Hasbro-Mattel merger could reshape the toy industry and affect licensing deals

It’s holiday shopping season, so let’s talk toys — from an investment perspective, of course. Toy retail sales for 2017 are expected to register a growth rate of 3.4% over last year. Additionally, online and off-store sales, which are included in the overall figure, are expected to grow 7-10% year-over-year.

While the toy space is potentially very lucrative, being a $100 billion industry worldwide, it is also challenging. Seasonality lives here in the extreme.

Technological change is accelerating. Licensing accounts for over 30% of all sales and is driven by big-screen movies watched by wayward kids. Sales are often in established markets with tiny population growth, although emerging markets are becoming increasingly important.

A major player in the toy industry that has always been a leader is Mattel (MAT). Unfortunately, today this is not the case. While Mattel owns several established core brands, including Barbie, Fisher-Price, and American Girl, the company has fallen on hard times lately. The situation escalated with the declaration of bankruptcy of Toys-R-Us.

Additionally, Mattel is still trying to figure out how to fill the crater left in its income statement since Disney transferred its Princesses license to Hasbro in 2016.

Barbie received a bounce after Mattel introduced new body types and looks, but it wasn’t sustainable. American Girl has tried to shake things up with new offerings aimed at young girls with limited success. Mattel refers to dolls, along with Fisher-Price, Thomas & Friends, and Hot Wheels, as its power brands, though they seemed to have lost power.

Then there’s Hasbro’s unsolicited offer to acquire Mattel. Hasbro is currently worth around $11 billion, while Mattel is worth around $5 billion. The merger would put Barbie, Transformers, Nerf and Hot Wheels under one roof, not to mention licensing for DC and Marvel, creating a truly dominant player in the market.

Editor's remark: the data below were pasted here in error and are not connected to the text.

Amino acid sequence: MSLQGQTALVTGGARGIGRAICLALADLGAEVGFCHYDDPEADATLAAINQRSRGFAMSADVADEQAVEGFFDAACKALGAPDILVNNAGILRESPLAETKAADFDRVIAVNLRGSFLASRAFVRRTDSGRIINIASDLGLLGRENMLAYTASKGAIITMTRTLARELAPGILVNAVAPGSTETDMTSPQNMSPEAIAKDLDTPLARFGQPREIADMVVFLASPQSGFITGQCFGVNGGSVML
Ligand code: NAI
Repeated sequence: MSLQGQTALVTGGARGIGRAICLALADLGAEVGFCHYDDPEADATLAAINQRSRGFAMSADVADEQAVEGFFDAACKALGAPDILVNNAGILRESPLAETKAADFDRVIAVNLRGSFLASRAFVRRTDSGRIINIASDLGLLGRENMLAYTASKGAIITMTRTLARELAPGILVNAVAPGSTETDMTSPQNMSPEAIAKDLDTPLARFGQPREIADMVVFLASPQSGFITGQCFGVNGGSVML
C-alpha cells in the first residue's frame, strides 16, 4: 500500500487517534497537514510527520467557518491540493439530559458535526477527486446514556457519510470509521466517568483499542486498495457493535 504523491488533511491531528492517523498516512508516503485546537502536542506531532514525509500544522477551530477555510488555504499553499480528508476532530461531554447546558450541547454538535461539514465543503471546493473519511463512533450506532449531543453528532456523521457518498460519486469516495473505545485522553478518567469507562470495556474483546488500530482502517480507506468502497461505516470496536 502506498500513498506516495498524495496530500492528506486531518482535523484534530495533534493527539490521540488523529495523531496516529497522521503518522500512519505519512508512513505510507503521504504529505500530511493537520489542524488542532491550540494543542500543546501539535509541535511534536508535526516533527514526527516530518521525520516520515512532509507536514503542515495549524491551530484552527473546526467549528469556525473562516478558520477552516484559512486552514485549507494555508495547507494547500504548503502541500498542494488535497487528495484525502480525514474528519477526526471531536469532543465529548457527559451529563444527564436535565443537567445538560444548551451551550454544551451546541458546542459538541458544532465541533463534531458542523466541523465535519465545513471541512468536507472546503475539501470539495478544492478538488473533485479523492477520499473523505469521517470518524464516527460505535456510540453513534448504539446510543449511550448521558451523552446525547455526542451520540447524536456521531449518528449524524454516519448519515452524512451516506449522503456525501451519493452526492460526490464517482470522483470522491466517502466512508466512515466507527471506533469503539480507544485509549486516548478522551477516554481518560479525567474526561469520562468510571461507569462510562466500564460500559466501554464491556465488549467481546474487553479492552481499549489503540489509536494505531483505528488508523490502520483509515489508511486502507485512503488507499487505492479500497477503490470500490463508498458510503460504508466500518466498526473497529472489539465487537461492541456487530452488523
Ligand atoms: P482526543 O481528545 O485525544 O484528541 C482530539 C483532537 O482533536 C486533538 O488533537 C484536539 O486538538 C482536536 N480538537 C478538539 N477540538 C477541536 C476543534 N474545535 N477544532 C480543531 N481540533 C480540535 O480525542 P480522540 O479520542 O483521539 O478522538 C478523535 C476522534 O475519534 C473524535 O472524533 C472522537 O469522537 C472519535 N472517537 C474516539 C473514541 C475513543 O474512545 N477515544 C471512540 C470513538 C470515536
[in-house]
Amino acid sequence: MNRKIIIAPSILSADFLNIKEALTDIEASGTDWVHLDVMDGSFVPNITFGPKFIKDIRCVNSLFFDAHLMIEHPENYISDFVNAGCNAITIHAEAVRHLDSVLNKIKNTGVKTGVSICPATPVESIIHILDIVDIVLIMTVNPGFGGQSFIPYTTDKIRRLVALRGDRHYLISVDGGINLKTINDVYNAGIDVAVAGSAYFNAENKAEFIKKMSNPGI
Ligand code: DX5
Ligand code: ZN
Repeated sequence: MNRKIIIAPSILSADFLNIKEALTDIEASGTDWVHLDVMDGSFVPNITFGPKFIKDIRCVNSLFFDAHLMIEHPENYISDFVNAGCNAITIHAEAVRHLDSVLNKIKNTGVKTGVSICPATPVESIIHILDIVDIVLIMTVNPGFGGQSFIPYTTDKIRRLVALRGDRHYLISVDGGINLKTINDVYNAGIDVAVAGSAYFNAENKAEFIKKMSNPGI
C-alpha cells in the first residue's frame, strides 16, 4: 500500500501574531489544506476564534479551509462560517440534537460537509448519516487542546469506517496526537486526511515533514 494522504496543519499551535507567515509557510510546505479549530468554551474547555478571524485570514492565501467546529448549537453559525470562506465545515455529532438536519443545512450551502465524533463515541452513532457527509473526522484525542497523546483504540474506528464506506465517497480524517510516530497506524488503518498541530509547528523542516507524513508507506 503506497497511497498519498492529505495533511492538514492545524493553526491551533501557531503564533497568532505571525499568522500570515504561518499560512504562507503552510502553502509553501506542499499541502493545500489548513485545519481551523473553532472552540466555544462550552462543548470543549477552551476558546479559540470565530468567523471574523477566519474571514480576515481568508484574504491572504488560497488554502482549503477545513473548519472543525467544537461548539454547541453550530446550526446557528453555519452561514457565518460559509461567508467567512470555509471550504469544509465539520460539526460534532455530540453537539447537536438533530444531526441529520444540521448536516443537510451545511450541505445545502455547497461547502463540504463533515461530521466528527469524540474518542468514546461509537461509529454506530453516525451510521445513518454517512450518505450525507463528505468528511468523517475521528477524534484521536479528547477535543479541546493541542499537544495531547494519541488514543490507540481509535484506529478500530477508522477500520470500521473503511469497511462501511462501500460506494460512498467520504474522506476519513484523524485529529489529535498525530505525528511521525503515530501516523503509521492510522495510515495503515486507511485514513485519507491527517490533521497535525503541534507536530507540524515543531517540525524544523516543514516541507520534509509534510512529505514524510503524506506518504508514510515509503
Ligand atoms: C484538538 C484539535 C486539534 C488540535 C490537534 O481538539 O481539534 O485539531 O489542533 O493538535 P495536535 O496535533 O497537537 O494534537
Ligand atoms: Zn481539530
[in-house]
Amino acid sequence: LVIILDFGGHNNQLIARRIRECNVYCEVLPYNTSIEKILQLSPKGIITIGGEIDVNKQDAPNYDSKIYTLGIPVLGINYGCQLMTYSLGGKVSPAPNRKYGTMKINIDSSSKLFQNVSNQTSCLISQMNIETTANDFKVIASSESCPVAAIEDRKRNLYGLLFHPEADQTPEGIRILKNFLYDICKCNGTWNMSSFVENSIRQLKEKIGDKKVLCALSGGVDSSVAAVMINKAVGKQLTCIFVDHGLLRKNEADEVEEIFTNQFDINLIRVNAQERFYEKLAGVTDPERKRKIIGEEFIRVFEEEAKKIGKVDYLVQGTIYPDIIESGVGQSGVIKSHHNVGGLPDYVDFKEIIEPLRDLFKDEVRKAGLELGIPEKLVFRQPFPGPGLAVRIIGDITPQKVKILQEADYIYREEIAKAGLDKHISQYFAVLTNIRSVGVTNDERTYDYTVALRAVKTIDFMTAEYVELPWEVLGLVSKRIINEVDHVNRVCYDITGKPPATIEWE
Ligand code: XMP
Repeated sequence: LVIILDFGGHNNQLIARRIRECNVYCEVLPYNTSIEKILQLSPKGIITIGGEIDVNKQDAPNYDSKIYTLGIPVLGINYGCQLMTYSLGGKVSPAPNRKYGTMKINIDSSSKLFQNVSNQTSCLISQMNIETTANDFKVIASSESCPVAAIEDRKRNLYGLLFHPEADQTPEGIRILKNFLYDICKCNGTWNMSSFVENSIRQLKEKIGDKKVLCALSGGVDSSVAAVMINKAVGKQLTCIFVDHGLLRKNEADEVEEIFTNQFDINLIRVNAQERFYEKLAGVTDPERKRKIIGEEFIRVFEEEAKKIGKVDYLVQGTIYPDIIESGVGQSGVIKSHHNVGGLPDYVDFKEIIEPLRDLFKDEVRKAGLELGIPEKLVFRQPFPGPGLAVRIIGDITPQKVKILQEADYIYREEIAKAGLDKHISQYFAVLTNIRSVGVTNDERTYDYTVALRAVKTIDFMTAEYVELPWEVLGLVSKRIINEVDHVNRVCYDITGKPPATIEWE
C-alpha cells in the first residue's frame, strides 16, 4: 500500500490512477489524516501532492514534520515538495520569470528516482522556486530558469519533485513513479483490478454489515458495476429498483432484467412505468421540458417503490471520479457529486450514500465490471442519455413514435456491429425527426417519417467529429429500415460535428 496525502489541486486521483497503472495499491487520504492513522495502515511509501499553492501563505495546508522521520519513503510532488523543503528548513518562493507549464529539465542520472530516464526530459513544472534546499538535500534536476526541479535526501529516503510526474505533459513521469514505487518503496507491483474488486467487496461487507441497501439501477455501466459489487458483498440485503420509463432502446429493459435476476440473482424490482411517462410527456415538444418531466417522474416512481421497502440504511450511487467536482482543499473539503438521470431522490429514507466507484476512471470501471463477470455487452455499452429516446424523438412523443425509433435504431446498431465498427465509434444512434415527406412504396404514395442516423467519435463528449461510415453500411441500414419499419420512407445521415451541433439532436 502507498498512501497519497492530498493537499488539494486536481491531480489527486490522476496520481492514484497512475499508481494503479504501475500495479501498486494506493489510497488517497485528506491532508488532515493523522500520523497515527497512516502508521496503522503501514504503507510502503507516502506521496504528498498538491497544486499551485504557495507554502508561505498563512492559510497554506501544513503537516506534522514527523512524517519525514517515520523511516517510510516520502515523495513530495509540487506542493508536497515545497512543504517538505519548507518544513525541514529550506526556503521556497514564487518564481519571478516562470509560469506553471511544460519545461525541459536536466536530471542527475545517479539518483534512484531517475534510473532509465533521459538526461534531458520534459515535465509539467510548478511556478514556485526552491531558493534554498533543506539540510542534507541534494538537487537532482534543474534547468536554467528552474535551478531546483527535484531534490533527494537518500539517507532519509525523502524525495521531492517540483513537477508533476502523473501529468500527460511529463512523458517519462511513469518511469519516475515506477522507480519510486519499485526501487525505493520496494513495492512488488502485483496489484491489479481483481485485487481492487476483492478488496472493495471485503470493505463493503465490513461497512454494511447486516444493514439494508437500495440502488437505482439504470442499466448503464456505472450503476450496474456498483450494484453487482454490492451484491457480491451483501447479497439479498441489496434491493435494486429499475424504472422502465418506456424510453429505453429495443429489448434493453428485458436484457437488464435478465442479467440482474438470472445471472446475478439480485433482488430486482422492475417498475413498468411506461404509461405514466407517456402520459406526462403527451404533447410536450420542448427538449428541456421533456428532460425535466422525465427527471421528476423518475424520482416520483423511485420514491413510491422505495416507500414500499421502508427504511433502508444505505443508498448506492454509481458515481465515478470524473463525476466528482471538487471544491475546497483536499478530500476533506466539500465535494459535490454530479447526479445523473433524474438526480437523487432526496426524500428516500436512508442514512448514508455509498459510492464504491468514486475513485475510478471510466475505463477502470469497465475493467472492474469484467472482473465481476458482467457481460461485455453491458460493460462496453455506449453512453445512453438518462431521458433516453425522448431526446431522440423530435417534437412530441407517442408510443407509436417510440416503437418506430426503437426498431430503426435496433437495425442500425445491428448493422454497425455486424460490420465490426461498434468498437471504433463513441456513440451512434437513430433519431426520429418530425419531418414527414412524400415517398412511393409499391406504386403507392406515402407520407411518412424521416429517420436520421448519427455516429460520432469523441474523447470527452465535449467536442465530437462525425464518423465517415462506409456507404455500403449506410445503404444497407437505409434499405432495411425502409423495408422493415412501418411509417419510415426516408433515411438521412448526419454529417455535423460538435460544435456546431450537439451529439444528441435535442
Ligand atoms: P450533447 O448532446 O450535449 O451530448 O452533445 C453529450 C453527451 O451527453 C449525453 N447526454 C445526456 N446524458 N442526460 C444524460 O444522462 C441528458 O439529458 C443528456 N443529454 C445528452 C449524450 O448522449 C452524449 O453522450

Mattel shares are down about 47% this year, due to slowing demand for Barbie. Meanwhile, Hasbro shares are up more than 23% since January, in part due to the company’s grip on the “Star Wars” toy franchise.

If they merged, the two companies could control up to 34% of the toy market in the United States. In fact, the two companies would likely control every major toy brand except The Lego Group.

Last year, Hasbro fought over the licensing rights to Disney’s Star Wars franchise from Mattel, in addition to snapping up the rights to the lucrative Disney Princess dolls. Still, the prospect of Hasbro buying Mattel is likely to alarm licensors like Disney.

Mattel informed Hasbro that its unsolicited proposal undervalues ​​the company and does not give sufficient consideration to the possibility of regulators rejecting the deal due to antitrust concerns.

In my view, a proposed merger wouldn’t upset the government, especially considering that new market entrants like Chinese robot maker UBTech Robotics make even a combined Hasbro-Mattel entity less daunting.

UBTech makes humanoid robots such as the $300 Star Wars First Order Stormtrooper robot, which was developed in partnership with Disney.

Finally, Margo Georgiadis, CEO of Mattel, is new to the role. She was hired in January of this year. It wouldn’t do anything for her resume if the former Google executive left prematurely without showing herself able to turn Mattel around. Yet she and several other new Mattel executives know little or nothing about the toy industry.

So it wouldn’t be surprising if she tried to persuade Mattel’s board of directors to deny a sale to Hasbro or any other company. Additionally, the board would likely show some disdain for a deal at a time when Mattel is, in its view, undervalued. Meanwhile, time is on Hasbro’s side. And he could become a white knight if Mattel’s fortunes sink further.

About Lola C. Chapman

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